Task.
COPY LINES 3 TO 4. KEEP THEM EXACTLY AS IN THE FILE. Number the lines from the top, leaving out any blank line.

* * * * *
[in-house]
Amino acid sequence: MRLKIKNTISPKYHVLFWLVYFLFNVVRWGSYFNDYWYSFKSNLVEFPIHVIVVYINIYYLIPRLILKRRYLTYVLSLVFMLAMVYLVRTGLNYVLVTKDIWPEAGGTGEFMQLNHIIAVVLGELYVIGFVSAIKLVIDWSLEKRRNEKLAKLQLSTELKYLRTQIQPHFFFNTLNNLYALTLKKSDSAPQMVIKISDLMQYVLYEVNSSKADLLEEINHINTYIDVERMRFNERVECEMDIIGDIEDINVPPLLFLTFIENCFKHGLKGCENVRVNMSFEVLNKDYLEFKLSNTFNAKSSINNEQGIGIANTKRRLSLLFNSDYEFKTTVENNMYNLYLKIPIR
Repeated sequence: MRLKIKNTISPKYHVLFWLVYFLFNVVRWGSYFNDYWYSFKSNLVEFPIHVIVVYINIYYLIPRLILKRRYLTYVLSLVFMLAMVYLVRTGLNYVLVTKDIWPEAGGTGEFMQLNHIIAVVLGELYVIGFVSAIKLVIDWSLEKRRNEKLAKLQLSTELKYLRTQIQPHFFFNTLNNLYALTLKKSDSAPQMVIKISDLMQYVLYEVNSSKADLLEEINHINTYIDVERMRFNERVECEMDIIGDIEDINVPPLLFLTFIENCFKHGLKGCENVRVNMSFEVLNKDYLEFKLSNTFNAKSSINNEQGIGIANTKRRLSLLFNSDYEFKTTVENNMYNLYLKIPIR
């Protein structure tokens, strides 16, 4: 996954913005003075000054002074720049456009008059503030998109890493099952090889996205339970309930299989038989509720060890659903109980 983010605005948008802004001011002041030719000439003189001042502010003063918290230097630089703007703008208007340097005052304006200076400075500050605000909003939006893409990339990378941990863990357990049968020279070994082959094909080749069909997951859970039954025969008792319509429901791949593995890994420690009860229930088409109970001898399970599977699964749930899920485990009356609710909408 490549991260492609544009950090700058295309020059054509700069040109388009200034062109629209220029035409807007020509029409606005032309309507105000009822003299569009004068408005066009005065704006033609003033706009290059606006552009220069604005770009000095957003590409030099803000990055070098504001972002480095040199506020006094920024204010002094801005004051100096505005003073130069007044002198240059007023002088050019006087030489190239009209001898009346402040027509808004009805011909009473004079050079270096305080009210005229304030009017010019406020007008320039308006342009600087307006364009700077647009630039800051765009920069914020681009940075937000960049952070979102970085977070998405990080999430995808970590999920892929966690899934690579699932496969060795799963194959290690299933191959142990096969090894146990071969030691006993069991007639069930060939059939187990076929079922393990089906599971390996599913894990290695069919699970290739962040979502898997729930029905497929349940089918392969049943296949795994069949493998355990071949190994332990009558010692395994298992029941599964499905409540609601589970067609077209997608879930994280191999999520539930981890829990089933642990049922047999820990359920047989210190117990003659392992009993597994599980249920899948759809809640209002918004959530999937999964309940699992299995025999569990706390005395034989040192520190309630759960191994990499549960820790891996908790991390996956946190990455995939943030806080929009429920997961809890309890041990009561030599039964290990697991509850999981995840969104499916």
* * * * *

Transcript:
Repeated sequence: MRLKIKNTISPKYHVLFWLVYFLFNVVRWGSYFNDYWYSFKSNLVEFPIHVIVVYINIYYLIPRLILKRRYLTYVLSLVFMLAMVYLVRTGLNYVLVTKDIWPEAGGTGEFMQLNHIIAVVLGELYVIGFVSAIKLVIDWSLEKRRNEKLAKLQLSTELKYLRTQIQPHFFFNTLNNLYALTLKKSDSAPQMVIKISDLMQYVLYEVNSSKADLLEEINHINTYIDVERMRFNERVECEMDIIGDIEDINVPPLLFLTFIENCFKHGLKGCENVRVNMSFEVLNKDYLEFKLSNTFNAKSSINNEQGIGIANTKRRLSLLFNSDYEFKTTVENNMYNLYLKIPIR
């Protein structure tokens, strides 16, 4: 996954913005003075000054002074720049456009008059503030998109890493099952090889996205339970309930299989038989509720060890659903109980 983010605005948008802004001011002041030719000439003189001042502010003063918290230097630089703007703008208007340097005052304006200076400075500050605000909003939006893409990339990378941990863990357990049968020279070994082959094909080749069909997951859970039954025969008792319509429901791949593995890994420690009860229930088409109970001898399970599977699964749930899920485990009356609710909408 490549991260492609544009950090700058295309020059054509700069040109388009200034062109629209220029035409807007020509029409606005032309309507105000009822003299569009004068408005066009005065704006033609003033706009290059606006552009220069604005770009000095957003590409030099803000990055070098504001972002480095040199506020006094920024204010002094801005004051100096505005003073130069007044002198240059007023002088050019006087030489190239009209001898009346402040027509808004009805011909009473004079050079270096305080009210005229304030009017010019406020007008320039308006342009600087307006364009700077647009630039800051765009920069914020681009940075937000960049952070979102970085977070998405990080999430995808970590999920892929966690899934690579699932496969060795799963194959290690299933191959142990096969090894146990071969030691006993069991007639069930060939059939187990076929079922393990089906599971390996599913894990290695069919699970290739962040979502898997729930029905497929349940089918392969049943296949795994069949493998355990071949190994332990009558010692395994298992029941599964499905409540609601589970067609077209997608879930994280191999999520539930981890829990089933642990049922047999820990359920047989210190117990003659392992009993597994599980249920899948759809809640209002918004959530999937999964309940699992299995025999569990706390005395034989040192520190309630759960191994990499549960820790891996908790991390996956946190990455995939943030806080929009429920997961809890309890041990009561030599039964290990697991509850999981995840969104499916």